While fixing the broken housing market was by no means the central tenet of the Chancellor’s last Budget pre-Brexit, it still included several initiatives designed to increase house building and support first time buyers.
First-time buyers will benefit from a two-year extension to the Help to Buy equity loan scheme. Originally due to end in April 2021 the scheme has been extended until the end of March 2023.
In addition, SDLT relief for first-time buyers has been extended to those purchasing a shared-ownership property up to £500,000 and will be applied retrospectively to purchases since November 2017.
In terms of house building, an additional £500m has been allocated to the Housing Investment Fund to enable a further 650,000 new homes to be built, while the housing revenue cap for Councils has been removed. Small house builders will be encouraged through a guarantee scheme while an official response to the Letwin review will be published in the new year.
So on Wednesday 31st, Lettings Agent today wrote an article titled ”Growing fear of hidden threat to the rental sector in Budget small print” So the article is concerned with the measure which means that from April 2020 the Capital Gains Tax ‘exempt period’ before a property is sold will be cut from 18 months to nine months, subject to exemptions for disabled homeowners or those moving into care, for whom the period will be 36 months. The article quotes some leading lettings agents and quotes Dorian Gonsalves, chief executive of Belvoir as saying And I quote: “It’s very interesting that the Chancellor made reference to the fact that CGT is currently not levied on the gain of main residences, and that this situation will remain unchanged. The fact that CGT was mentioned at all in this context could perhaps hint towards a future decision by the government to levy CGT on main residences in the future” If you’re a Landlord, I’m sure you’ve had a very close relationship with your tax adviser and accountant over the past few years. I’d love to hear from you on how these tax changes are already affecting you, and what your strategy is, moving forward?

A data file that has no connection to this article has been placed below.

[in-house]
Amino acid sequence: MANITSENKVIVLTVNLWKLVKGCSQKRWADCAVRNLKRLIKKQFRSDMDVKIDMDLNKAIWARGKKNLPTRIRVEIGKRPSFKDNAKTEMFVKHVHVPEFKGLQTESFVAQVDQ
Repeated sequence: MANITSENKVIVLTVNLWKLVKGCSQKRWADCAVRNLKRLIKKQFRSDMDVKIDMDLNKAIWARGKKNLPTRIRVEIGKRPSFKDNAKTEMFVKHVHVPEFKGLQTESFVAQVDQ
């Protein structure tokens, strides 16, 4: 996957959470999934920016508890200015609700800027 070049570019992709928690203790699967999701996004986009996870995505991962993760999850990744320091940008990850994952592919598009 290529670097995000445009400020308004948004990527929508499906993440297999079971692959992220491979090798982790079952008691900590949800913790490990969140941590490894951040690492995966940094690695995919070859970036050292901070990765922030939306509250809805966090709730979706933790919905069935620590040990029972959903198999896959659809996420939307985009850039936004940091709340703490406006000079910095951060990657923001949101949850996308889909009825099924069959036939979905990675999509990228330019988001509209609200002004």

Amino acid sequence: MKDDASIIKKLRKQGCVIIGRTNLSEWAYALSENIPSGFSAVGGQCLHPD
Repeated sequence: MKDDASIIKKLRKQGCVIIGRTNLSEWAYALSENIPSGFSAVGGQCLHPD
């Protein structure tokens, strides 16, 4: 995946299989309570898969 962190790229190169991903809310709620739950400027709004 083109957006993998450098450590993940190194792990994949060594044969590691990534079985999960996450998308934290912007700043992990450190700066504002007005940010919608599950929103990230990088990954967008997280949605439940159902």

Online Agents maybe struggling? November Ist – Estate Agent Today reported that’s Purplebricks’ share price – which earlier this year was approaching an extraordinary 500p mark – sank another 3.6 per cent and ended trading on the London market at 177.7p. They quoted the Motley Fool investment blog, which claims Purplebricks has under-performed the FTSE 100 by more than 40 per cent so far this year as saying, and I quote “A slowdown in the housing market has caused investors to become increasingly cautious despite the continued transition of the estate agency industry towards online”. In the same article they reported that Emoov was up for sale; the Sky story which broke the news described Emoov as showing, and again I quote “signs that it’s facing a cash squeeze.” Sky, citing unnamed sources, said the high street estate agency Foxtons, was in talks as a potential buyer. You may recall that Connells had closed its Online brand Hatched about 5 weeks ago saying that they didn’t feel that online was a sustainable model What are your thoughts on this? Please leave your comments below. Are you thinking of selling your property soon? Would you have used an Online Agent? Even though I’d class myself as a traditional estate agent, in my previous estate agency business I set-up a very amateurish version of an online model because I could see its value to a certain type of audience and I would agree that there were a lot of agents stuck in the past. I’ve got a lot of friends who work with Purplebricks and Yopa and EasyProperty – so I’d genuinely want to hear your thoughts.